Here's an interesting wrinkle in Instagram's ongoing effort to stop people re-sharing feed posts to Stories.
Over the last few weeks, amid escalating tensions in Palestine, various Instagram users have noted that their posts are not being seen in the app, which some have equated to a form of censorship, implying that Instagram has been deliberately seeking to limit pro-Palestinian voices in the app. Among those who've raised concerns on this front have been celebrities like Mia Khalifa and Bella Hadid
Instagram has strongly denied any form of censorship in this respect, but it has identified a problem impacting the reach of such content - a recent algorithm change to reduce the reach of feed posts that have been re-shared to Stories.
As reported by BBC:
"The app had favored original content in its "stories" feature over existing, re-shared posts, but will now give them equal treatment, it said."
As noted, Instagram has been testing various ways to stop feed post re-sharing in Stories, even going so far as to remove the option entirely for some users.
As Instagram explained to SMT in January:
"We’ve seen from research that people prefer to see original photos and videos in Stories from the people they care about. The goal of our test is to better understand how people feel about this type of content and ultimately improve the Stories experience.”
Instagram recently further expanded on this, explaining that users often have so many Stories in their top of feed display that they can't get to them all every day, which is why prioritizing original posts makes sense, ensuring users see the most relevant, unique updates, as opposed to replicated content from their main feed.
Which makes some sense, but it's now lead to an unwanted side-effect.
As explained by Instagram:
"[The change has] caused people to believe we were suppressing stories about particular topics or points of view. We want to be really clear - this isn't the case. This applied to any post that's re-shared in stories, no matter what it's about."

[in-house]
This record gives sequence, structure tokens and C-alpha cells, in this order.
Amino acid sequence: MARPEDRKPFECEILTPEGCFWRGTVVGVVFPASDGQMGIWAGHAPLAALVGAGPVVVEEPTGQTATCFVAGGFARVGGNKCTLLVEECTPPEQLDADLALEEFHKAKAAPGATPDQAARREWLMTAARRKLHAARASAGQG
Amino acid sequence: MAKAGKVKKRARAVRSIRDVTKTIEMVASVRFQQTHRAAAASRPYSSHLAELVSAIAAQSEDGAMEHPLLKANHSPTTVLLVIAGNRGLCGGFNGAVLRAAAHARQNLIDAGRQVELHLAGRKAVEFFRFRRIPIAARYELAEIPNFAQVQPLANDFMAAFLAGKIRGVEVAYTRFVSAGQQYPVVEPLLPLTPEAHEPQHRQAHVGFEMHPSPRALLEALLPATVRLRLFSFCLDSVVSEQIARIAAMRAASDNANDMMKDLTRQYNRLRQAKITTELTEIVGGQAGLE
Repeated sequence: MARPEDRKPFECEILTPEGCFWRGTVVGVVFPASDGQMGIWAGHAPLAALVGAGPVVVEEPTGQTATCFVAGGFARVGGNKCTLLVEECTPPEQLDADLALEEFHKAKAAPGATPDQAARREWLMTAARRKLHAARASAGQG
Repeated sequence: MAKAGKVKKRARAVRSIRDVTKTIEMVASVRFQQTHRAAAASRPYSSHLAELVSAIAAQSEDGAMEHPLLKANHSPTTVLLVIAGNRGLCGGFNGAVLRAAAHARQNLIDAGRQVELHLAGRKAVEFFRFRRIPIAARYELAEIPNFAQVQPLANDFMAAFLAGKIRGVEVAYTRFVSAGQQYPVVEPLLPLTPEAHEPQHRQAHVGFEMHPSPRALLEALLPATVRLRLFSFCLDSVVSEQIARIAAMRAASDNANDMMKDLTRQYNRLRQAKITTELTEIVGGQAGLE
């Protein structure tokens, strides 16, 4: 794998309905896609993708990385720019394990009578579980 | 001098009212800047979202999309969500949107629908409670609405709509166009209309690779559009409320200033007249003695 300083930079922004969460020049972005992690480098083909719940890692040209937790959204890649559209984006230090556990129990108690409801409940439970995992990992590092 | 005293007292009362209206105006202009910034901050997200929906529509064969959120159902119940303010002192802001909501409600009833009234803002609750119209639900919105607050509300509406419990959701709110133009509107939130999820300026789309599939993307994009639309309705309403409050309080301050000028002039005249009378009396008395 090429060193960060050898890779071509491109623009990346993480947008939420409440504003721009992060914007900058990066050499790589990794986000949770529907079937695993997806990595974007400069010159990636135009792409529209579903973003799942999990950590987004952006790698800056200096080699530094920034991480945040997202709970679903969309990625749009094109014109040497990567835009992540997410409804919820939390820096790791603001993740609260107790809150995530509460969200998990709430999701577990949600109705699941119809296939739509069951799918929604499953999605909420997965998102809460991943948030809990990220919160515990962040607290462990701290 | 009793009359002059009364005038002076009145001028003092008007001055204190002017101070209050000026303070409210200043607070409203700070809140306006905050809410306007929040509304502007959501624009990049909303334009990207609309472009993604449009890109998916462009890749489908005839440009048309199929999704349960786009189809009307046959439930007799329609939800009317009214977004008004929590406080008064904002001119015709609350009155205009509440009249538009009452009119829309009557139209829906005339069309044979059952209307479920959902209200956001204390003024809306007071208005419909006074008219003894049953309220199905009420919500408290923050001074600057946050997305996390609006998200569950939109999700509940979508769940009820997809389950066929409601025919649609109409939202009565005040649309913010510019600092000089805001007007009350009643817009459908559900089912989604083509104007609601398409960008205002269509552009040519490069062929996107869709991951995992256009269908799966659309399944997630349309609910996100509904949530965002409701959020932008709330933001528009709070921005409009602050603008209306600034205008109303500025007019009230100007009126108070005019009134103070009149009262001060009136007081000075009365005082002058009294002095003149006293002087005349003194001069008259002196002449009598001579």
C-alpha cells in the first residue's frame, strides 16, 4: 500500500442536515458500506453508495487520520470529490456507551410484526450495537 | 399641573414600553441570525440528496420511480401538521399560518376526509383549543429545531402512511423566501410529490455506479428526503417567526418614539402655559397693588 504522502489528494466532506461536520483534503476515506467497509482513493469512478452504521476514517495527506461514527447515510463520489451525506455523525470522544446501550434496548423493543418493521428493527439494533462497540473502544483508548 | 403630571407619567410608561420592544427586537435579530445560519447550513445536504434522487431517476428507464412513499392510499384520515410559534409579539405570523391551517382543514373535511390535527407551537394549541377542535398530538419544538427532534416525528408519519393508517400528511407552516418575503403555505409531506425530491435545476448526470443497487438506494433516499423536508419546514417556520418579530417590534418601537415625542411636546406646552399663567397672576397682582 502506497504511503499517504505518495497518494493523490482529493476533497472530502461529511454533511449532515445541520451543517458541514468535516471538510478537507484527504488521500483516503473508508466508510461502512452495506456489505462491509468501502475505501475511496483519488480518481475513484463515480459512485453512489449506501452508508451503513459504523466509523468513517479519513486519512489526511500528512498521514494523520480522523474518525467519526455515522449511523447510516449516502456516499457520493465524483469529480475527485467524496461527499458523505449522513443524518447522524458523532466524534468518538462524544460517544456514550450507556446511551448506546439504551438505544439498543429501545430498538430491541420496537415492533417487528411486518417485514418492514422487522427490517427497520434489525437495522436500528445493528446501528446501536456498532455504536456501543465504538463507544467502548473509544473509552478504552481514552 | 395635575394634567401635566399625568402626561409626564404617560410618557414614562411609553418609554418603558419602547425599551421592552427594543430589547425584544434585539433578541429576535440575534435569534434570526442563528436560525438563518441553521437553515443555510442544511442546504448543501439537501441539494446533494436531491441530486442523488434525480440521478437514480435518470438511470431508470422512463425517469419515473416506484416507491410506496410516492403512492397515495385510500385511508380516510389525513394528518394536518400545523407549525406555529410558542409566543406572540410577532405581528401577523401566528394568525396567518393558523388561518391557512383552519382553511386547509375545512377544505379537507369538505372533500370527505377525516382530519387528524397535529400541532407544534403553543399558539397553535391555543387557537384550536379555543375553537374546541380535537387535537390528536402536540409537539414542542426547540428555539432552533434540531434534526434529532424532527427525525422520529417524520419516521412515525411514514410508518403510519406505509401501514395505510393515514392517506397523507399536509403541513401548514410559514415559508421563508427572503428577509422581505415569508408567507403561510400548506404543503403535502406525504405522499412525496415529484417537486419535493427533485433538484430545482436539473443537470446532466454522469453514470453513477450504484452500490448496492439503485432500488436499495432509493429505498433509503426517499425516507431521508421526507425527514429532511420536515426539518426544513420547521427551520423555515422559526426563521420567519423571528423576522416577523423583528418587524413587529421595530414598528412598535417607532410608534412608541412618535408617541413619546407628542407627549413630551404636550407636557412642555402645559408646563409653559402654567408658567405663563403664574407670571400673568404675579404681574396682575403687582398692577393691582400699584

Indeed, Instagram has also noted similar concerns with re-shared posts around other recent events, in various regions.
Wanted to provide a bit more information on what happened here. We are so sorry to everyone who was impacted by this. https://t.co/BFxyJfRbSR pic.twitter.com/3J9YGyRYdS— Instagram Comms (@InstagramComms) May 7, 2021
So while Instagram's intention has been to improve the Stories experience, and stop users simply seeing a duplication of their main feed within Stories, it's also, unwittingly, ended up reducing the reach of posts around important events and issues. So now, Instagram is rolling back that change, which will ensure that re-shared feed posts continue to get the same amount of reach as any other Stories content.
For now, at least.
While Instagram has taken a step back in this specific instance, it will no doubt keep looking for ways to stop people re-sharing feed posts to their Stories, because as Instagram CEO Adam Mosseri has previously noted, it's very clearly a prominent pain point for the app.
Instagram's already experimenting with new tags for feed posts when they're shared to Stories, and new Stories stickers for reshares, making them more prominent. Somewhere in amongst these experiments, there may be a solution, but right now, Instagram hasn't got the balance right, with algorithmic penalties probably not likely, given that there's no automated content detection that could ensure it's not also inadvertently silencing user voices.
It'll be interesting, too, to see whether similar concerns apply to Reels, with reach restrictions now in place for posts that include 'word marks', in an effort to limit the re-sharing of TikTok clips.
Yup, attaching a word mark to a video will mean, on average, it gets less reach. People complained a lot in the early days that they were a poor experience.— Adam Mosseri ???? (@mosseri) May 26, 2021
It remains a sticking point for the platform, but the solution is not clear. But maybe, it will come up with another option, and limit the reach of re-shared feed posts in Stories sometime soon.
We'll keep you updated on any progress.